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Blade server options for SMBs

Customers generally avoid blade servers because of problems maintaining and supporting them, but VARs can use thier expertise to ease the burden.

Mark Arnold
Talk to most IT managers at small and medium-sized businesses (SMBs) about blade servers, such as the IBM BladeCenter series or HP ProLiant BL servers, and they will probably be quick to tell you the technology isn't for them: It requires far too much expertise, supporting infrastructure and financial outlay to make it worthwhile.

Then you ask how many servers are in their server closets and the numbers will be in the mid to late teens rather than countable on one hand. If you work in IT provisioning you can immediately see your inroad here; the manager has more servers than a single standard blade chassis will hold.

Why do blade servers make sense for SMBs? For one, floor space is often at a premium. Anything to reduce the server room footprint is welcomed.

More on storage server virtualization:
Blade storage management considerations

Virtualizing servers, storage, and networks

Let's take a typical Microsoft-based infrastructure. There may be an ISA Server to provide proxy services, SQL Server and Exchange, a couple of domain controllers, perhaps a Web and an application server, as well as the ubiquitous file and print server. That's eight servers so far. Some old servers won't be rack-mounted, taking up too much space. Those that are rack mounted are probably between three and four "U" each (a "U" being an inch and three quarters). The space taken up by a chassis of up to 16 blades is around 6U.

Virtualization is another possibility. Many SMBs will notice servers are underutilized. Domain controllers will operate at around 5% processor capacity; other servers are not likely to be much higher; even Exchange and SQL Server will be in the 20 to 40% range. Reducing the number of processors on the server room floor will alleviate the budget in any number of ways. Small organizations considering virtualization may be dissuaded because they don't have space for a spare server to take the load of virtualized guests should a physical host fail. Hosting a number of blades will allow "guest redistribution" to take place with a greatly reduced financial outlay.

When it comes to managing the blade infrastructure, your options are equally attractive. For example, fewer high-speed networking ports are required as the blade backplane is responsible for handling network traffic. Instead of the previously mentioned eight servers using 16 network ports (because you want to provide resiliency, don't you?) they can operate using between four and six. Network switches are still one capital item that businesses overlook, only to cobble together what they can from wherever they can. Power is another example. How many SMB server rooms look like a veritable rats' nest with adapter blocks around the room drawing more power for longer times than they were designed for?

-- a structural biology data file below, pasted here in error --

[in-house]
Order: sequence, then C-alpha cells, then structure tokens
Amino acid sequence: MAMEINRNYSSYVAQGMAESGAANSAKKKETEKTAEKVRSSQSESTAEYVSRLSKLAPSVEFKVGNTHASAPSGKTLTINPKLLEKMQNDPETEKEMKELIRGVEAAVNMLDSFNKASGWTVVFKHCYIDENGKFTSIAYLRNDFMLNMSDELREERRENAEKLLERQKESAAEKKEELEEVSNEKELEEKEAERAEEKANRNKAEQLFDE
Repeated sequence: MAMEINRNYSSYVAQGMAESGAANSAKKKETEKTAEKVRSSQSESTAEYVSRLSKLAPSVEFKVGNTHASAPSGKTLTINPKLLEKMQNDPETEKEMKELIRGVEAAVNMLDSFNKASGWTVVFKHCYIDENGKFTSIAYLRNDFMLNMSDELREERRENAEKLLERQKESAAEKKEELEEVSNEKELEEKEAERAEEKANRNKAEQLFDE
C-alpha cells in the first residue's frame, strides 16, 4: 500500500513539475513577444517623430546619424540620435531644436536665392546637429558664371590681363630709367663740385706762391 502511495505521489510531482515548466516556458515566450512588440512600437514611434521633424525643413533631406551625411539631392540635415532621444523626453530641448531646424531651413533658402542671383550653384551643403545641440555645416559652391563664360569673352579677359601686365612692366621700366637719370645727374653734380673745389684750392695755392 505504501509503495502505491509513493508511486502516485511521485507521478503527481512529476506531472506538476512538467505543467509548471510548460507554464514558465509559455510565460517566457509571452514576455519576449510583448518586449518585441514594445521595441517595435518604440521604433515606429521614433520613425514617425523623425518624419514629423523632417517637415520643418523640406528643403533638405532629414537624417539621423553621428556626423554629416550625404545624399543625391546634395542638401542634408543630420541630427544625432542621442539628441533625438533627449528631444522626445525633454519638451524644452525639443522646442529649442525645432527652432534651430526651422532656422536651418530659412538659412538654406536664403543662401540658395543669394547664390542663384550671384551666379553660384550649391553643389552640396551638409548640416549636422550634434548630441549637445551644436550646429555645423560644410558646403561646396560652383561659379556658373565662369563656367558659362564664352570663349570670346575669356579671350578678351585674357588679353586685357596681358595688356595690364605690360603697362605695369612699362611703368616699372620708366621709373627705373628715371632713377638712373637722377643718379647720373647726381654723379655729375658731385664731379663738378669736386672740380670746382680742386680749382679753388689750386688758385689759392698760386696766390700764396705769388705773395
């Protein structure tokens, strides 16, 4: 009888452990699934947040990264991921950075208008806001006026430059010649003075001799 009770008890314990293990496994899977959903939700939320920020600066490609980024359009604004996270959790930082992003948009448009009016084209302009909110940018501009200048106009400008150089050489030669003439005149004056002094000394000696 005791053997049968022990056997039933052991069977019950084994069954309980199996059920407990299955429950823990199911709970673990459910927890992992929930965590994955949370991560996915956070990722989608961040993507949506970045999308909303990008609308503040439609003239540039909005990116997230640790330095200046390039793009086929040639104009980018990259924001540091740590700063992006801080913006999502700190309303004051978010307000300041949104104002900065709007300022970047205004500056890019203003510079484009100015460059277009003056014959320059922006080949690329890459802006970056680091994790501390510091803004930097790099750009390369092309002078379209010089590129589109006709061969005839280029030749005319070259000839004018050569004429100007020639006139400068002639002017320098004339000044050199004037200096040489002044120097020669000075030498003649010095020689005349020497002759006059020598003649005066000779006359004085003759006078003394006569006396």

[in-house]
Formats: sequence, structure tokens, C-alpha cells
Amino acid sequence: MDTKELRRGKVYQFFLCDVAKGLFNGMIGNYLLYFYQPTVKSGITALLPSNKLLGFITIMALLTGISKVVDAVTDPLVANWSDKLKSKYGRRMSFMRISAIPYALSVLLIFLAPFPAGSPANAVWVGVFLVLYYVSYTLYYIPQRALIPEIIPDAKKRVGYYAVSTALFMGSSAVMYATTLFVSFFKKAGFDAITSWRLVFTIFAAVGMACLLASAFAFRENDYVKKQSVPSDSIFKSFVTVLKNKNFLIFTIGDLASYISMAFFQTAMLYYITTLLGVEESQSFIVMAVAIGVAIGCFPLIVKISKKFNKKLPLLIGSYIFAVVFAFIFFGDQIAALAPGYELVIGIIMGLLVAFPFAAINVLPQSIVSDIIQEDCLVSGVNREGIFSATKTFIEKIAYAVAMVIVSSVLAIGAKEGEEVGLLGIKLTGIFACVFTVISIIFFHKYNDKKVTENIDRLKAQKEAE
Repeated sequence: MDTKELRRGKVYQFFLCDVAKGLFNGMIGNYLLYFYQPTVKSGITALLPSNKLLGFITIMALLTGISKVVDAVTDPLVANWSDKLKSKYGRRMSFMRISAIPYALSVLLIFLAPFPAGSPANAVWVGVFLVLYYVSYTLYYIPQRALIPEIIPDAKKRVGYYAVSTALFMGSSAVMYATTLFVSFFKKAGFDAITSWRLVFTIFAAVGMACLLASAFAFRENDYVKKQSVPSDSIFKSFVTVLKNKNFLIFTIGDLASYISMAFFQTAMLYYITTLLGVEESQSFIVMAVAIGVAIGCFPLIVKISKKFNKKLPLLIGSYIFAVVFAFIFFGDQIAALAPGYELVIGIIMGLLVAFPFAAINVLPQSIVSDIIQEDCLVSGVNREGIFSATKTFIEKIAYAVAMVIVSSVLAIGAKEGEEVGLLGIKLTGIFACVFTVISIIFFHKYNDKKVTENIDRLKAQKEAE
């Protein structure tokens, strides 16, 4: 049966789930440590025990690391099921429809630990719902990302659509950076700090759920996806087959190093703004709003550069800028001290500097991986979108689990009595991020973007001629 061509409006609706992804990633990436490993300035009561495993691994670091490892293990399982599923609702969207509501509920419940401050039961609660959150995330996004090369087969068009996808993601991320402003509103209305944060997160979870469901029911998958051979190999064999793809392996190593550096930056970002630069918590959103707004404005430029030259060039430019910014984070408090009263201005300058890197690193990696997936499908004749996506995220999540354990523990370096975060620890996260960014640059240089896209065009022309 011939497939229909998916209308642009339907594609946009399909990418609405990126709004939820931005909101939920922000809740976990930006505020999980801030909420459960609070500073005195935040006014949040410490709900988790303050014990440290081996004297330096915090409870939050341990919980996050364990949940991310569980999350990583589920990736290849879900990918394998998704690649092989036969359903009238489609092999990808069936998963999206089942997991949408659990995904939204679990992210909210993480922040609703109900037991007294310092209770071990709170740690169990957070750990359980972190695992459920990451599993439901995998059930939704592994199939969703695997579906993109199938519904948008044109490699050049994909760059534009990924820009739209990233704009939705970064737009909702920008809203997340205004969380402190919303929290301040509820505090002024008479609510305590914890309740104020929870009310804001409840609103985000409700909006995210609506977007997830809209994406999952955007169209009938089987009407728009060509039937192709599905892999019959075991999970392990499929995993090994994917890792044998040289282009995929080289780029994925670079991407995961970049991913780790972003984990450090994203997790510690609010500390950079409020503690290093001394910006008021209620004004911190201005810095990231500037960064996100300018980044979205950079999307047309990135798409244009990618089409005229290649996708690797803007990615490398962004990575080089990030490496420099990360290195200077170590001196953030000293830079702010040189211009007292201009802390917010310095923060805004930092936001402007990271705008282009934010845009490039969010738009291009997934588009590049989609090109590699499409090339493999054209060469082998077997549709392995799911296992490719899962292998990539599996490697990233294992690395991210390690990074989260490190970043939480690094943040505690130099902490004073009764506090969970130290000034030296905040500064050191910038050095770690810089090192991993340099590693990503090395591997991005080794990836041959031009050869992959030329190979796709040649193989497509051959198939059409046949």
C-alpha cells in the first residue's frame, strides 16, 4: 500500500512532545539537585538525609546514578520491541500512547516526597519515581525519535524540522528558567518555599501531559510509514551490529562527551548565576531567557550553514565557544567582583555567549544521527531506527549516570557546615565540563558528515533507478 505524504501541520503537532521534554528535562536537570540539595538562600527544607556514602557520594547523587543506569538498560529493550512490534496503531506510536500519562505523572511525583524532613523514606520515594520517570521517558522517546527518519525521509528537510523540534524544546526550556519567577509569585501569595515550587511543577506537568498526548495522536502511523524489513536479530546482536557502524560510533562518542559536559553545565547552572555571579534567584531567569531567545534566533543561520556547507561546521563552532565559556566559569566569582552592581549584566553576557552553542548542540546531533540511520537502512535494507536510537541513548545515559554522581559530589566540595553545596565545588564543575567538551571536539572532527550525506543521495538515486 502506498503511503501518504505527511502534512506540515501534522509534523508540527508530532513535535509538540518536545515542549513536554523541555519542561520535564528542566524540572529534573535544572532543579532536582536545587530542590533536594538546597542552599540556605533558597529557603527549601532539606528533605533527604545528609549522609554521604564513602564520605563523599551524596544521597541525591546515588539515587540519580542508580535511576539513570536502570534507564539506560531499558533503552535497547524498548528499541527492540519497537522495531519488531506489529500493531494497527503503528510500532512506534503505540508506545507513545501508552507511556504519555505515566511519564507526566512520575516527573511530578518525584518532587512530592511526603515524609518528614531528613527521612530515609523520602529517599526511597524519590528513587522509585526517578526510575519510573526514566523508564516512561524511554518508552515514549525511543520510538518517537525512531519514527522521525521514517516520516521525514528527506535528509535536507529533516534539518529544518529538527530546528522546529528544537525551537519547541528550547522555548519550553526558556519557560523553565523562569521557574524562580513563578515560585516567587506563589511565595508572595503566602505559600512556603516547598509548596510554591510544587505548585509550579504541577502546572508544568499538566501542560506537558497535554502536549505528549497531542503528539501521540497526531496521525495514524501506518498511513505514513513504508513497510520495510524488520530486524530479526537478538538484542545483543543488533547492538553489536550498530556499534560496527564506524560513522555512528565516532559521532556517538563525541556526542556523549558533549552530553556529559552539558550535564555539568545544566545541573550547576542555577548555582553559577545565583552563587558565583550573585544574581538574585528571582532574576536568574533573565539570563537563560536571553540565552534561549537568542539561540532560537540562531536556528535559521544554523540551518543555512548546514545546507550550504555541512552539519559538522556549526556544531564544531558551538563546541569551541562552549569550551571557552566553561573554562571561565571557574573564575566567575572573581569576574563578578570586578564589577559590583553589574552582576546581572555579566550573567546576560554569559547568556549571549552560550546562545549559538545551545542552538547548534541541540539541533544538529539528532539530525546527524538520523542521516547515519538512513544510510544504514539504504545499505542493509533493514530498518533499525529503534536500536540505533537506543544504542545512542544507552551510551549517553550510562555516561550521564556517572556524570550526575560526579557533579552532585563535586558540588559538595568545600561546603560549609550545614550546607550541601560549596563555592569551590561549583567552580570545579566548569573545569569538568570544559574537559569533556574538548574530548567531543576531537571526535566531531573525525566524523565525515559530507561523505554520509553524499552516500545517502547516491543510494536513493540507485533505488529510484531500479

Server monitoring is another task of concern. With a blade chassis in the server room, monitoring becomes much easier. Hardware and operating systems health is now managed by a single console on the desk of the "IT Guy."

To summarize then, blade servers will be either the same or cheaper to procure or lease, take up less space, be centrally managed and use less peripheral infrastructure than comparable standalone servers. It is worth another look, especially for the SMB.

About the author: MCSE+M, Microsoft MVP, is a technical architect for Posetiv Ltd., a U.K.-based storage integrator. He is responsible for the design of Microsoft Exchange and other Microsoft Server solutions for Posetiv's client base in terms of the SAN and NAS storage on which those technologies reside. Arnold has been a Microsoft MVP in the Exchange discipline since 2001, contributes to the Microsoft U.K. "Industry Insiders" TechNet program and can be found in the Exchange newsgroups and other Exchange forums. You can contact him at mark.arnold@msexchange.me.uk.


This was last published in April 2007

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